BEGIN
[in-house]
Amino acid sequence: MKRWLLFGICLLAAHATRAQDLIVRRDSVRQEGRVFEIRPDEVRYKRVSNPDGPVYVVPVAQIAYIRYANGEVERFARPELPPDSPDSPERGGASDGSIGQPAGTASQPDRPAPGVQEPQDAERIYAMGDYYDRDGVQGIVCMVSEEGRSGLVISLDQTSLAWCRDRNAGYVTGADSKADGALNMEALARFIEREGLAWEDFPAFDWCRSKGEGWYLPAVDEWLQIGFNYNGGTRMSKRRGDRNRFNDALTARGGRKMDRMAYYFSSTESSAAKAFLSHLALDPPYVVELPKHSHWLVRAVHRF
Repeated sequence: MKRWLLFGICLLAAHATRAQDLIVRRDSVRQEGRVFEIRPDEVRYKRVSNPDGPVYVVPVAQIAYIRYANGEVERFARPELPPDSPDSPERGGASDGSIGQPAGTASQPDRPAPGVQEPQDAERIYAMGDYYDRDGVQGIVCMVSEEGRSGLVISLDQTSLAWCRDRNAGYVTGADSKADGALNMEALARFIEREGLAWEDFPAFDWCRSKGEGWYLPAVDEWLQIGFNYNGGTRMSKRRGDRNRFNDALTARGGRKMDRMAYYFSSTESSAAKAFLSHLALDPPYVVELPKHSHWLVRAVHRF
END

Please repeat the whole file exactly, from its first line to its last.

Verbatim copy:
[in-house]
Amino acid sequence: MKRWLLFGICLLAAHATRAQDLIVRRDSVRQEGRVFEIRPDEVRYKRVSNPDGPVYVVPVAQIAYIRYANGEVERFARPELPPDSPDSPERGGASDGSIGQPAGTASQPDRPAPGVQEPQDAERIYAMGDYYDRDGVQGIVCMVSEEGRSGLVISLDQTSLAWCRDRNAGYVTGADSKADGALNMEALARFIEREGLAWEDFPAFDWCRSKGEGWYLPAVDEWLQIGFNYNGGTRMSKRRGDRNRFNDALTARGGRKMDRMAYYFSSTESSAAKAFLSHLALDPPYVVELPKHSHWLVRAVHRF
Repeated sequence: MKRWLLFGICLLAAHATRAQDLIVRRDSVRQEGRVFEIRPDEVRYKRVSNPDGPVYVVPVAQIAYIRYANGEVERFARPELPPDSPDSPERGGASDGSIGQPAGTASQPDRPAPGVQEPQDAERIYAMGDYYDRDGVQGIVCMVSEEGRSGLVISLDQTSLAWCRDRNAGYVTGADSKADGALNMEALARFIEREGLAWEDFPAFDWCRSKGEGWYLPAVDEWLQIGFNYNGGTRMSKRRGDRNRFNDALTARGGRKMDRMAYYFSSTESSAAKAFLSHLALDPPYVVELPKHSHWLVRAVHRF